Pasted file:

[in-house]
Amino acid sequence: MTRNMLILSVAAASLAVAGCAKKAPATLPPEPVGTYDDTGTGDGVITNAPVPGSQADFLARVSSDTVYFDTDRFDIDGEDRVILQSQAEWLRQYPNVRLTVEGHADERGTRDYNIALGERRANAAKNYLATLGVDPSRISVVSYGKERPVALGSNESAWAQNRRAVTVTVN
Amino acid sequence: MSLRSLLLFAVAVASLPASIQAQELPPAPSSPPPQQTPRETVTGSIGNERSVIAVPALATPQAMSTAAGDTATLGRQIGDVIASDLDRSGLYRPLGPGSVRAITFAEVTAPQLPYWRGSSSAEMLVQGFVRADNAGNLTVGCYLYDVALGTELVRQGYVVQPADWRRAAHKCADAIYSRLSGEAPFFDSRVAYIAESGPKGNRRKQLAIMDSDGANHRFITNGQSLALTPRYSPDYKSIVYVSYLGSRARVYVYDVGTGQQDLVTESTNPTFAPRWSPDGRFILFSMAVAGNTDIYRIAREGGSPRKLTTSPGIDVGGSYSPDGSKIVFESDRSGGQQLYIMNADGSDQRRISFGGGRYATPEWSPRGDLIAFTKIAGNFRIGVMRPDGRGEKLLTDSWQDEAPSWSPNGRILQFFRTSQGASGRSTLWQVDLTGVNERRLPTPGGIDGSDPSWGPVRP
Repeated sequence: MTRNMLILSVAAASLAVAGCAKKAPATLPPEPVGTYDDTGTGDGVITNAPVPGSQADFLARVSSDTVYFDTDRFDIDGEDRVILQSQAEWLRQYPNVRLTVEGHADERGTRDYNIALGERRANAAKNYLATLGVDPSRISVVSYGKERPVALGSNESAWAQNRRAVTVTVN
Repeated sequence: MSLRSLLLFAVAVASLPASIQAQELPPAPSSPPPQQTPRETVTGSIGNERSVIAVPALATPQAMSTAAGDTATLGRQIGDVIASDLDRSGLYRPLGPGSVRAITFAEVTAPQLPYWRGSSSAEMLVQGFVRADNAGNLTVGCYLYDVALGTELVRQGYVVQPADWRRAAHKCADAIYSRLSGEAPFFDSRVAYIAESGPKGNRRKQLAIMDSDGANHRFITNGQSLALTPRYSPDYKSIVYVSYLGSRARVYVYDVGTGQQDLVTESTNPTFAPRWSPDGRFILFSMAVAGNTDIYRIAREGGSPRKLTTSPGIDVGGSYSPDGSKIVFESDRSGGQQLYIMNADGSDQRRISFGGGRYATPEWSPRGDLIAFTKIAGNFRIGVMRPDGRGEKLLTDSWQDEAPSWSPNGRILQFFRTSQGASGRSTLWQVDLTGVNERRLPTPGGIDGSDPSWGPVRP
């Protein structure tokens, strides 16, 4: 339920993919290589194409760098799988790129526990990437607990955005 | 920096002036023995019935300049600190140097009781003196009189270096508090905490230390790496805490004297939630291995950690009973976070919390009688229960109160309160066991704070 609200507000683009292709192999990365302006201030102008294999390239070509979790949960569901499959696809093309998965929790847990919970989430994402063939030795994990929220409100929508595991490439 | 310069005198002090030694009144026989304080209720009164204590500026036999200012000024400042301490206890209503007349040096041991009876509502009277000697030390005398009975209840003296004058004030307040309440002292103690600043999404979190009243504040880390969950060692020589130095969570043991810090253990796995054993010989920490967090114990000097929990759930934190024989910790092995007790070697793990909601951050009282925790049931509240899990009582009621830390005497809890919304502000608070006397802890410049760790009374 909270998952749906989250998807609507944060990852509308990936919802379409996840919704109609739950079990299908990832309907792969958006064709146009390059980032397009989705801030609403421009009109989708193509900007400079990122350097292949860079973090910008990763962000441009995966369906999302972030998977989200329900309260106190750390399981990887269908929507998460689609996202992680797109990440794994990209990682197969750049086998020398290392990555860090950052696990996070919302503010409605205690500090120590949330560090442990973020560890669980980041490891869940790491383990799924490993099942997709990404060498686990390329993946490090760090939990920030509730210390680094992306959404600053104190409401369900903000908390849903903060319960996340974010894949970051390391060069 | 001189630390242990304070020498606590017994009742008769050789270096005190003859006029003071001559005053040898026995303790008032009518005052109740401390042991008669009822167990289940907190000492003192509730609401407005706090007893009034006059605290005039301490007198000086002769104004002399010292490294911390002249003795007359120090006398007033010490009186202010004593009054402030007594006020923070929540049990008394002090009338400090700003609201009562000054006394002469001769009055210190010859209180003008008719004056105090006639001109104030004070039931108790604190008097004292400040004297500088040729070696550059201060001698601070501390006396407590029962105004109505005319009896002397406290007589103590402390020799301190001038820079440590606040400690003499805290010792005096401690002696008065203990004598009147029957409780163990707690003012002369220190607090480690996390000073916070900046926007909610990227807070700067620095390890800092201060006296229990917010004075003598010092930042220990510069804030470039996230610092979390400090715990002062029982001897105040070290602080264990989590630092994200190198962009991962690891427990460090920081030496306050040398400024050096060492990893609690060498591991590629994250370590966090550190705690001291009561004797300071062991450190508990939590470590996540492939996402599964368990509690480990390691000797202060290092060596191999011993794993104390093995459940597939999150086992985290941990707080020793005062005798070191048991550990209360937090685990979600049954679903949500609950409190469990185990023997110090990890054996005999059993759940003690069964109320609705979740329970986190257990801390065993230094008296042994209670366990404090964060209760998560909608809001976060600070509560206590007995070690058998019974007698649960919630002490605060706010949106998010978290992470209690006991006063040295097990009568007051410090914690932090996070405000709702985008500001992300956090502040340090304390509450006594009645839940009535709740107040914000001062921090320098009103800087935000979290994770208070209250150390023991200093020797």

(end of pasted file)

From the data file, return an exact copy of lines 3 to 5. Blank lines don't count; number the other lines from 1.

Amino acid sequence: MSLRSLLLFAVAVASLPASIQAQELPPAPSSPPPQQTPRETVTGSIGNERSVIAVPALATPQAMSTAAGDTATLGRQIGDVIASDLDRSGLYRPLGPGSVRAITFAEVTAPQLPYWRGSSSAEMLVQGFVRADNAGNLTVGCYLYDVALGTELVRQGYVVQPADWRRAAHKCADAIYSRLSGEAPFFDSRVAYIAESGPKGNRRKQLAIMDSDGANHRFITNGQSLALTPRYSPDYKSIVYVSYLGSRARVYVYDVGTGQQDLVTESTNPTFAPRWSPDGRFILFSMAVAGNTDIYRIAREGGSPRKLTTSPGIDVGGSYSPDGSKIVFESDRSGGQQLYIMNADGSDQRRISFGGGRYATPEWSPRGDLIAFTKIAGNFRIGVMRPDGRGEKLLTDSWQDEAPSWSPNGRILQFFRTSQGASGRSTLWQVDLTGVNERRLPTPGGIDGSDPSWGPVRP
Repeated sequence: MTRNMLILSVAAASLAVAGCAKKAPATLPPEPVGTYDDTGTGDGVITNAPVPGSQADFLARVSSDTVYFDTDRFDIDGEDRVILQSQAEWLRQYPNVRLTVEGHADERGTRDYNIALGERRANAAKNYLATLGVDPSRISVVSYGKERPVALGSNESAWAQNRRAVTVTVN
Repeated sequence: MSLRSLLLFAVAVASLPASIQAQELPPAPSSPPPQQTPRETVTGSIGNERSVIAVPALATPQAMSTAAGDTATLGRQIGDVIASDLDRSGLYRPLGPGSVRAITFAEVTAPQLPYWRGSSSAEMLVQGFVRADNAGNLTVGCYLYDVALGTELVRQGYVVQPADWRRAAHKCADAIYSRLSGEAPFFDSRVAYIAESGPKGNRRKQLAIMDSDGANHRFITNGQSLALTPRYSPDYKSIVYVSYLGSRARVYVYDVGTGQQDLVTESTNPTFAPRWSPDGRFILFSMAVAGNTDIYRIAREGGSPRKLTTSPGIDVGGSYSPDGSKIVFESDRSGGQQLYIMNADGSDQRRISFGGGRYATPEWSPRGDLIAFTKIAGNFRIGVMRPDGRGEKLLTDSWQDEAPSWSPNGRILQFFRTSQGASGRSTLWQVDLTGVNERRLPTPGGIDGSDPSWGPVRP